R/V Roger Revelle Expedition KNOX03RR

CLIVAR/CO2 cruise I8S

Chief Scientist Weekly Report 1, 05 February 2007

1400 local; 48.6 °S, 167.3 °E; air temp 10 °C, wind 8 knots from NW

R/V Roger Revelle left the dock at Dunedin, New Zealand, at 1606 local time Sunday, 04 February 2007, Captain Dave Murline in command, beginning the CLIVAR/CO2 line pair I8S and I9N, to be carried out during the next three months, with a port stop planned for 18-22 March in Fremantle, Australia, during which many of the scientific party will change out.

The cruise plan includes completing the first occupation of an Indian Ocean transect for the US Global Ocean Carbon and Repeat Hydrography program, which contributes to both the CLIVAR Repeat Hydrography project and the International Ocean Carbon Coordination Project via decadal reoccupations of selected high-priority WOCE Hydrographic Program transects. We follow or improve on the WOCE protocols, with enhanced measurements of ocean carbon parameters in particular, plus a trace metal sampling program. In this case we will repeat WOCE line I8S during our first leg and line I9N during the second leg. Sampling and analytical work for temperature, salinity, dissolved oxygen, nutrients, a host of carbon-related parameters, CFCs, helium, tritium, radiocarbon, trace metals, and velocity will be carried out from surface-to-bottom at ca. 50 km intervals along ca. 95 °E from Antarctica to Bangladesh. We also run a number of underway sampling systems and will deploy 14 Argo floats.

Our 36-person science team has been working well with Roger Revelle’s 21 officers and crew from the first moment we set foot on the ship. In fact, we enjoyed an exceptionally harmonious and successful foreign port load period. We loaded three lab vans, cargo from three other containers, plus numerous other shipments. SIO Shipboard Technical Support gets special kudos for providing four Resident Technicians to assist during this load - all of whom were friendly and helpful, not to mention very busy. Chief Engineer Paul Mauricio and his team cheerfully set to work fixing the trace metal winch, which had been damaged in shipping. But singling out some is not meant to ignore others - this was a group effort, and a pleasant one, all the way.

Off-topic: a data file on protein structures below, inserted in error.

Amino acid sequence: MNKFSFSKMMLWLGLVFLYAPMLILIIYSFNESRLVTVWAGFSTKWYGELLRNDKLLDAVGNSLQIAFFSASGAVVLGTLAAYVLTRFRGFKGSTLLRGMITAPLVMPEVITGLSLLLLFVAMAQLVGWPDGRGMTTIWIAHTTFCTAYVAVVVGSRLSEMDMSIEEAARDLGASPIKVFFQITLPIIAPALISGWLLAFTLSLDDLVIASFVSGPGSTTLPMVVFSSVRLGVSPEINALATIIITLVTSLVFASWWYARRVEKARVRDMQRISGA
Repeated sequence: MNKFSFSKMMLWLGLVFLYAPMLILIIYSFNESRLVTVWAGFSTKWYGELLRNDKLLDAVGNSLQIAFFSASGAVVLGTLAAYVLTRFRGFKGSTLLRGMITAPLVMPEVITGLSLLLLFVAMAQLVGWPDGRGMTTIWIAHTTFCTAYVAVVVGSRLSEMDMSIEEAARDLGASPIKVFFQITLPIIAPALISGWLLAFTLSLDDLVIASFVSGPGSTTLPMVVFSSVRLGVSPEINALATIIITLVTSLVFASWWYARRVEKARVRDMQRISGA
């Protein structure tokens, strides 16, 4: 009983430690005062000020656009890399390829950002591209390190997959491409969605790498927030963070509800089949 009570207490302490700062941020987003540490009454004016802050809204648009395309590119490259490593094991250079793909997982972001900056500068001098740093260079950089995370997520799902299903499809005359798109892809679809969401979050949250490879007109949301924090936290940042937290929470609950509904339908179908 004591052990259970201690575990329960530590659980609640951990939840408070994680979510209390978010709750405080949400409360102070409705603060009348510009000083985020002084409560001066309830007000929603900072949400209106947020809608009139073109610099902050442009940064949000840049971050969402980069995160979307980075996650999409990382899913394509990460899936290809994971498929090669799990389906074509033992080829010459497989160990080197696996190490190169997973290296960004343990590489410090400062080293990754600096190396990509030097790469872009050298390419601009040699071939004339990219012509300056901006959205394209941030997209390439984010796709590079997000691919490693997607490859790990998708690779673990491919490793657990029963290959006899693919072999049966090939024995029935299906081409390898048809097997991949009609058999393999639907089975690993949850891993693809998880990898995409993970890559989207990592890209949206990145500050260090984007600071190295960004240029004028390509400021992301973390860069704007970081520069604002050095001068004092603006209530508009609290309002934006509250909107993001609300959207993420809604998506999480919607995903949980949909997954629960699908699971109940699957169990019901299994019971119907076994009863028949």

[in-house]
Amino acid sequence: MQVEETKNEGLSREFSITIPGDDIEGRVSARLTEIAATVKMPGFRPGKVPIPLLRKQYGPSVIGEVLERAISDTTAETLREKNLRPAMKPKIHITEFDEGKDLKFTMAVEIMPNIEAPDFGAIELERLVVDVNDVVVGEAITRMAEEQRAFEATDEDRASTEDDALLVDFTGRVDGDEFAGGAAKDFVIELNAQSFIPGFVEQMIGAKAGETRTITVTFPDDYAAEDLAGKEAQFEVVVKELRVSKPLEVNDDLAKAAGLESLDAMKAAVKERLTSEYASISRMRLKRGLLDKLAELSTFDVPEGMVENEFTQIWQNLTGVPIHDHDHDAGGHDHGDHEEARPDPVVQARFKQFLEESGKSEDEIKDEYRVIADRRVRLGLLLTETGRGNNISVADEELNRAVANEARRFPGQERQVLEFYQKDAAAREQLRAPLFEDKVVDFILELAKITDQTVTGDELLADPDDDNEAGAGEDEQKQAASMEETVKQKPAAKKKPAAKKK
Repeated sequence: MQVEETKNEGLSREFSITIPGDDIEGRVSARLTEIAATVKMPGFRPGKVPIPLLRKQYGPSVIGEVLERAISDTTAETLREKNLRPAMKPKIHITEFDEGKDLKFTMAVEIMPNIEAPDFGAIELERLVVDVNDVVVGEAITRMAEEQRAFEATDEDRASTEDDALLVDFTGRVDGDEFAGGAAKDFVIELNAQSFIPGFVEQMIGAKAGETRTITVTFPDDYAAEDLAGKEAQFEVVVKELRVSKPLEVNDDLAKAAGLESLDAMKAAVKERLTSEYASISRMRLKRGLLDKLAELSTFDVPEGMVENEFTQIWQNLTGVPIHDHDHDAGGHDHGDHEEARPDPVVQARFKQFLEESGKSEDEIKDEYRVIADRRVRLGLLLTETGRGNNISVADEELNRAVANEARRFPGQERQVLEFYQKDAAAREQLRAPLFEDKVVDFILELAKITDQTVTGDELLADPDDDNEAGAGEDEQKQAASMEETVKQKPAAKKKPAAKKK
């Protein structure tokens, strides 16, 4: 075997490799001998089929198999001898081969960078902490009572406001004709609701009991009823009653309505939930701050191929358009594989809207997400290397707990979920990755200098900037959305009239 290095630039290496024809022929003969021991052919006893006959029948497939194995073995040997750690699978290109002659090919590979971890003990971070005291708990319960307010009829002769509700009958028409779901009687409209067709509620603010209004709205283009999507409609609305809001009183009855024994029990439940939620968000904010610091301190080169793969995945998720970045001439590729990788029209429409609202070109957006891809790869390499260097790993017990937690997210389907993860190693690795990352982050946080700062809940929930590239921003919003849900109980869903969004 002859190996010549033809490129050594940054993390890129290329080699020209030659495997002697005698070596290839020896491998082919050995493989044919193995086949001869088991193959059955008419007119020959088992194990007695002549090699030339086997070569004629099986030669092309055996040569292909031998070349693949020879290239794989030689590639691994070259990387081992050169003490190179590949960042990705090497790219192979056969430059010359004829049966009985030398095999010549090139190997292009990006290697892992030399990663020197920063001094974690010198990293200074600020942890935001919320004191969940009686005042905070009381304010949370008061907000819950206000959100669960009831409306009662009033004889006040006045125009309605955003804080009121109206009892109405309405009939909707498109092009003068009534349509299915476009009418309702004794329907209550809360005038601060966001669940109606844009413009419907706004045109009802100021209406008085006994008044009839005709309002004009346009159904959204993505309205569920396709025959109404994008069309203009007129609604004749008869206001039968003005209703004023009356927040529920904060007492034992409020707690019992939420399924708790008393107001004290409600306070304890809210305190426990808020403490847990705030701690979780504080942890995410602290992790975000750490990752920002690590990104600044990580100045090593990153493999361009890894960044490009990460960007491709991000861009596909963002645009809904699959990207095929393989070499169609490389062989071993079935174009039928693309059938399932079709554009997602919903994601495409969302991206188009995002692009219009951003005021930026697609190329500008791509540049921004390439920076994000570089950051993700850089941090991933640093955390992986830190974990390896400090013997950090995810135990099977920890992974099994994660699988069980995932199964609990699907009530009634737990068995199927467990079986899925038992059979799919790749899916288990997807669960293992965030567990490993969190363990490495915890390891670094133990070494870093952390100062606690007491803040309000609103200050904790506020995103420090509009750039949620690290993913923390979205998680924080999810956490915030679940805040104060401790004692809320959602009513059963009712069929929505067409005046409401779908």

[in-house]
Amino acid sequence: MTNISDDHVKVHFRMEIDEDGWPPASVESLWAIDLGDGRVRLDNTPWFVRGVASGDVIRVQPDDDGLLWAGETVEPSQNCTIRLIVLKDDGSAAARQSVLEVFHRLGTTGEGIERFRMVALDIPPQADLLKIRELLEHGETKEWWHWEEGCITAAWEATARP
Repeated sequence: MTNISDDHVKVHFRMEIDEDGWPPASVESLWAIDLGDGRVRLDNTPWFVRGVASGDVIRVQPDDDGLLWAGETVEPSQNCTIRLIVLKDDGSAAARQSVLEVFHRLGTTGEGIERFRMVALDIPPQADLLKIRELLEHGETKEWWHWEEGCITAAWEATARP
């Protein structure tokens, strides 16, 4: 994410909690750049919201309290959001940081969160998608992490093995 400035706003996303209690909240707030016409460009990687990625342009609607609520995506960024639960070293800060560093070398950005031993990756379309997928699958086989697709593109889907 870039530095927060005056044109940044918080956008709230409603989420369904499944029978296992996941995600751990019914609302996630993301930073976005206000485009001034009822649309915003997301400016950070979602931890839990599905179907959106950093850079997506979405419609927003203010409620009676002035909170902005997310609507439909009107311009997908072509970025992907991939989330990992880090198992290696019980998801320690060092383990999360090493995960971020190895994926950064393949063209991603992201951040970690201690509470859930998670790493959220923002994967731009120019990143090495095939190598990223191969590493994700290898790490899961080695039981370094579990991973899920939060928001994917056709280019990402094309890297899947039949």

Dunedin helped the good attitudes along, being a well-situated city of friendly, helpful people. The food and drink at the local establishments was first class, too, though we were not hurting for food on the Revelle, not with SIO’s superb cooks Dax and Paul at work. In-port fare on board is typically pretty basic, but not during this port stop. It is clear to all hands that between Dax and Paul, and the mountains of food we loaded, willpower and the exercise room are both going to be seriously needed this cruise!

We are now steaming nearly two-weeks to our first station, located in one of the most remote reaches of the World Ocean, and as close to Antarctica as ice, weather, and Captain Murline will permit. He is now speeding us southwest across the notorious 40s and 50s, planning to make most of our westward progress near 60 °S, thus hopefully south of the strongest headwinds, swell, and opposing currents. Meanwhile we continue to prepare our equipment, with the first test casts of the bio-optical sensor and the trace metal rosette set for later today. All hands are well and in excellent spirits.

James H. Swift, Chief Scientist